The Income-tax Act, 1961 (the Act) provides exemption from tax in respect of allowances granted by an employer to its employees in order to meet specific expenses to the extent actually incurred. In case the allowances are not spent for the specific purposes or are not fully spent, then such unspent portion is taxable in the hands of the employees and subject to tax deduction at source (TDS) by the employer. Recently, the Karnataka High Court (the High Court) in the case of Symphony Marketing Solutions India Private Limited (the taxpayer) has held that reasonable per diem allowances paid by an employer to its employees for overseas trips would not be subject to TDS by the employer.
Details of the case
Symphony Marketing Solutions India Private Limited (the employer or the taxpayer) had paid per diem allowances to its employees travelling for business/official trips to the USA and Europe at the rate of USD50 and USD75 respectively.
The per diem allowances were provided to cover actual expenses of meals, travel, laundry and other miscellaneous expenses.
The employer had considered these per diem allowances as reasonable and hence, exempt under Section 10(14) of the Act.
The Assessing Officer (AO) was of the view that these per diem allowances were subject to TDS by the assessee as the assessee had not verified the expenses incurred by the employees.
On appeal by the taxpayer, the Commissioner of Income Tax (Appeals) [CIT(A)] accepted the taxpayer’s argument that the per diem allowances qualify for tax exemption under Section 10(14) of the Act read with Rule 2BB(1) of the Income-tax Rules, 1962 (the Rules), on the following basis:–
The Central Board of Direct Taxes (CBDT) Circular allows for providing tax exemption without the need for verification of actual expenses in respect of allowances ‘where the specific allowances are reasonable with reference to the nature of the duties performed by the assessee and are not disproportionately high compared to the salary received by him, no attempt will ordinarily be made to call for details of expenses actually incurred by him with a view to disentitling him to some extent from the exemption’ and that ‘an enquiry will, of course, be justified and will be made in cases where the allowances are prima facie unreasonably high’;
There is no monetary limit prescribed;
Based on the CBDT Circular, unless the allowances were fictitious or abnormally higher or otherwise taxable in the hands of the employees, the employer did not have a liability to deduct tax on such allowances;
The AO had not gone through the CBDT Circular and that it was not possible to collate bills for every expense and that mere non collation of bills in support of amount expenses cannot prevail over the fact of incurring such expenses; and
An allowance under Section 10(14) of the Act cannot be denied on the ground of absence of proof of actual expenses incurred while performing duties in a foreign country.
On appeal by the tax department, the Bangalore Bench of the Income-tax Appellate Tribunal (the Tribunal) relied on the decision in the case of Saptarishi Ghosh and of Madanlal Mohanlal Narang. In that case, the Kolkata Tribunal held that the allowances were not taxable in the hands of the employees on the following basis:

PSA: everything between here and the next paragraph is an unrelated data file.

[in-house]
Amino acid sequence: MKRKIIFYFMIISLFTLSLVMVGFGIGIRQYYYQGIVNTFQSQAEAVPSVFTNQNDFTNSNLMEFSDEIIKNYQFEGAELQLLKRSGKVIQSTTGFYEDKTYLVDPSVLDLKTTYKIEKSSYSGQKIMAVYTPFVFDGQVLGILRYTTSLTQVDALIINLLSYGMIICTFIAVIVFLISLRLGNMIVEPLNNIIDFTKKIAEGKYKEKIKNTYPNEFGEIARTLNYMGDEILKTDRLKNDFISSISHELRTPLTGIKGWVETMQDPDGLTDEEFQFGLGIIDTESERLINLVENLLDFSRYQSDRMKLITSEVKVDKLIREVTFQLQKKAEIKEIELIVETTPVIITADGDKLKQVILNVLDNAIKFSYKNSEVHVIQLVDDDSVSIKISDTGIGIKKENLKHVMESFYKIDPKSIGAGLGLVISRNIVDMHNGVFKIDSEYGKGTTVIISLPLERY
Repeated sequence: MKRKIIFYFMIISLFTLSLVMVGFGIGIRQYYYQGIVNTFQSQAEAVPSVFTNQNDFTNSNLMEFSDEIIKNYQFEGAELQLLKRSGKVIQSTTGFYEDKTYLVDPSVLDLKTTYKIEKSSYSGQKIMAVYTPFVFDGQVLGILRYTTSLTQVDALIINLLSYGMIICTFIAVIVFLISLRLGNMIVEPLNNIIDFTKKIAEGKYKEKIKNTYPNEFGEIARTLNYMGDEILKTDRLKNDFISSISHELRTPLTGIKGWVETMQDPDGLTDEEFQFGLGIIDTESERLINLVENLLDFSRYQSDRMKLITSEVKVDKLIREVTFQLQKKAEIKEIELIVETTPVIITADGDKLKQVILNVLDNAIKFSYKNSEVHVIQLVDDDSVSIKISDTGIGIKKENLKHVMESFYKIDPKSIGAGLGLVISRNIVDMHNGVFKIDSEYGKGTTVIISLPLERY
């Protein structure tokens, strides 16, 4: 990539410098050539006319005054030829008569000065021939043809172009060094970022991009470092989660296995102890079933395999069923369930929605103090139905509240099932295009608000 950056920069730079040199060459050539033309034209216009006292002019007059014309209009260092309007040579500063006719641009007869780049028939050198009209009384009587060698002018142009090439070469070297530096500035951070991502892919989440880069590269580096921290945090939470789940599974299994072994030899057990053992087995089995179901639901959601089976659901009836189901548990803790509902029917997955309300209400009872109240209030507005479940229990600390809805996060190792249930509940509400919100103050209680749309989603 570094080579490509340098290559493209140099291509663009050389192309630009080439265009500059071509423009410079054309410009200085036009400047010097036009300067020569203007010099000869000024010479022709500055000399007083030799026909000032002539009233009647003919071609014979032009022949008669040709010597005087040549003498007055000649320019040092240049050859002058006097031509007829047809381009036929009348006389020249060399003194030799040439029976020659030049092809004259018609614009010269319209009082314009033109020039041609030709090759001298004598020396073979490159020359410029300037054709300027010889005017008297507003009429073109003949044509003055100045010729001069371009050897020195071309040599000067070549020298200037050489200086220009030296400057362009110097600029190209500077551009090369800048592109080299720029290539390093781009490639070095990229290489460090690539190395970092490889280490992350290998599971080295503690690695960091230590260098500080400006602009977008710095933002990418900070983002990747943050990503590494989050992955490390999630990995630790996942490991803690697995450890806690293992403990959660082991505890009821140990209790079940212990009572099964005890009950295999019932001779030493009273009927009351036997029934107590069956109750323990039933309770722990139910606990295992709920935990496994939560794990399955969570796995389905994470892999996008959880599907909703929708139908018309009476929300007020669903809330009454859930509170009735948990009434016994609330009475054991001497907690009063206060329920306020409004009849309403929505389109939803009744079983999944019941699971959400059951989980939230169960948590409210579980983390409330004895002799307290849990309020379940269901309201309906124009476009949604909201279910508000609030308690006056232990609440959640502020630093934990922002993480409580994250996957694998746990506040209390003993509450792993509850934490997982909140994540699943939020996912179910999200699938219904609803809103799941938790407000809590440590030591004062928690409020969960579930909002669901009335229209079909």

The Circulars issued by Ministry of External Affairs (MEA) specify the amounts of daily allowance payable to government officers for journeys abroad;
The CBDT Circular provided that it was not open to Revenue to call for details of expenditure unless the allowances are highly disproportionate or unreasonable to the salary received or nature of duties performed; and
Considering the extent of allowances specified in the said Circulars issued by MEA and the CBDT Circular, the per diem allowances of USD50 to USD75 for trips to the USA and Europe in the instant case were reasonable and hence, the employer was not required to collect and verify the proof of actual expenditure.
Aggrieved by the decision of the Tribunal, the tax department appealed to the High Court.
The tax department contended that these allowances would partake the character of perquisites under Section 17(1)(iv) of the Act and therefore, were liable to TDS by the taxpayer. The tax department also submitted that as the payment of allowances was made without verification of expenses already incurred by the employees, such payment cannot be treated as reimbursement.
High Court’s ruling
The Tribunal had followed its earlier decision in the case of Saptarishi Ghosh and also considered the CBDT Circular. It pointed out that the resultant effect of the Circular is that the allowances should be treated as reimbursement of expenses.
Further, the Tribunal had relied on the Circulars issued by the MEA to determine if the per diem allowances paid by the taxpayer to its employees were reasonable.
The High Court observed that the payment of such allowances was not made on par with perquisites but was made to meet the expenses incurred. Considering the nature of the expenses, the High Court held that they would fall under Section 10(14) of the Act and not under Section 17(1)(iv) of the Act.
As the payment was made to meet the expenses and hence qualifying as tax exempt under Section 10(14) of the Act, the fact that actual expenses were not verified does not change the character of such allowances so as to include them as perquisites taxable in the hands of the employees.
Therefore, the Revenue’s appeal to tax the allowances in the hands of the employees was dismissed.